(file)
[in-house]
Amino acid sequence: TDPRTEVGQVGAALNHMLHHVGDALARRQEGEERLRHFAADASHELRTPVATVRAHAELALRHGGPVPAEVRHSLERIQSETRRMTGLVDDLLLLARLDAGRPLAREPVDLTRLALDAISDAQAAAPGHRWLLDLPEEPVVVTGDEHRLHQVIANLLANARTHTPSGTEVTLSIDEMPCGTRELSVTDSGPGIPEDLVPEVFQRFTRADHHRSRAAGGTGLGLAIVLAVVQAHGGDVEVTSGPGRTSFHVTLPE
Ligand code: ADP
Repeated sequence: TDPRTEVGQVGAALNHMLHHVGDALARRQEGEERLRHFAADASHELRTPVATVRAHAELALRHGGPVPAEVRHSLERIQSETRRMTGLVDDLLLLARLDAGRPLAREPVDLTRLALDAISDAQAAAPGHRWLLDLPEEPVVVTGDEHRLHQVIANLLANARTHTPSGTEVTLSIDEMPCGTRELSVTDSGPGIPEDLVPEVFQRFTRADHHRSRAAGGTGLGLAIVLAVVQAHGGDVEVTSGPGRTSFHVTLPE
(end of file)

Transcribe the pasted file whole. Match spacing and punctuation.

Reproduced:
[in-house]
Amino acid sequence: TDPRTEVGQVGAALNHMLHHVGDALARRQEGEERLRHFAADASHELRTPVATVRAHAELALRHGGPVPAEVRHSLERIQSETRRMTGLVDDLLLLARLDAGRPLAREPVDLTRLALDAISDAQAAAPGHRWLLDLPEEPVVVTGDEHRLHQVIANLLANARTHTPSGTEVTLSIDEMPCGTRELSVTDSGPGIPEDLVPEVFQRFTRADHHRSRAAGGTGLGLAIVLAVVQAHGGDVEVTSGPGRTSFHVTLPE
Ligand code: ADP
Repeated sequence: TDPRTEVGQVGAALNHMLHHVGDALARRQEGEERLRHFAADASHELRTPVATVRAHAELALRHGGPVPAEVRHSLERIQSETRRMTGLVDDLLLLARLDAGRPLAREPVDLTRLALDAISDAQAAAPGHRWLLDLPEEPVVVTGDEHRLHQVIANLLANARTHTPSGTEVTLSIDEMPCGTRELSVTDSGPGIPEDLVPEVFQRFTRADHHRSRAAGGTGLGLAIVLAVVQAHGGDVEVTSGPGRTSFHVTLPE